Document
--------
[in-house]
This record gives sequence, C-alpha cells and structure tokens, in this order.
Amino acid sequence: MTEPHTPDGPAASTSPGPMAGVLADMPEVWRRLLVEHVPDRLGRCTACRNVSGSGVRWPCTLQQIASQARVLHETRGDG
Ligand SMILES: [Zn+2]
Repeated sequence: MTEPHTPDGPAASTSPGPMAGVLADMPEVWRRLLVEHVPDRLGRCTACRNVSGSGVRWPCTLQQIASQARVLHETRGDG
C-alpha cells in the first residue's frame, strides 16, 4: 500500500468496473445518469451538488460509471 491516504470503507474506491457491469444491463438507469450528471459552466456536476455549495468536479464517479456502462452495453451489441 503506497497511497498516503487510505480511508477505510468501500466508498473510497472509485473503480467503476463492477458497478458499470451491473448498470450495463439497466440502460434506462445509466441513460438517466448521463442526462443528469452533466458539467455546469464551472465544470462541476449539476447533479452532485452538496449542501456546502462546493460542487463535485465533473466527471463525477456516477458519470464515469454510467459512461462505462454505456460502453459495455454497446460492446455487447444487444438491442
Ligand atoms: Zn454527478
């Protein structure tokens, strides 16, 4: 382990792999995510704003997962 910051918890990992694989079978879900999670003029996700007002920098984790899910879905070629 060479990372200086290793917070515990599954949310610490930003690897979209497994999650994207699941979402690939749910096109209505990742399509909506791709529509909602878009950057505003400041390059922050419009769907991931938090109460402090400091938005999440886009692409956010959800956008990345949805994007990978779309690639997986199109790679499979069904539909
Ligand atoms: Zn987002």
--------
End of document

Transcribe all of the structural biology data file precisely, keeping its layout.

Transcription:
[in-house]
This record gives sequence, C-alpha cells and structure tokens, in this order.
Amino acid sequence: MTEPHTPDGPAASTSPGPMAGVLADMPEVWRRLLVEHVPDRLGRCTACRNVSGSGVRWPCTLQQIASQARVLHETRGDG
Ligand SMILES: [Zn+2]
Repeated sequence: MTEPHTPDGPAASTSPGPMAGVLADMPEVWRRLLVEHVPDRLGRCTACRNVSGSGVRWPCTLQQIASQARVLHETRGDG
C-alpha cells in the first residue's frame, strides 16, 4: 500500500468496473445518469451538488460509471 491516504470503507474506491457491469444491463438507469450528471459552466456536476455549495468536479464517479456502462452495453451489441 503506497497511497498516503487510505480511508477505510468501500466508498473510497472509485473503480467503476463492477458497478458499470451491473448498470450495463439497466440502460434506462445509466441513460438517466448521463442526462443528469452533466458539467455546469464551472465544470462541476449539476447533479452532485452538496449542501456546502462546493460542487463535485465533473466527471463525477456516477458519470464515469454510467459512461462505462454505456460502453459495455454497446460492446455487447444487444438491442
Ligand atoms: Zn454527478
């Protein structure tokens, strides 16, 4: 382990792999995510704003997962 910051918890990992694989079978879900999670003029996700007002920098984790899910879905070629 060479990372200086290793917070515990599954949310610490930003690897979209497994999650994207699941979402690939749910096109209505990742399509909506791709529509909602878009950057505003400041390059922050419009769907991931938090109460402090400091938005999440886009692409956010959800956008990345949805994007990978779309690639997986199109790679499979069904539909
Ligand atoms: Zn987002």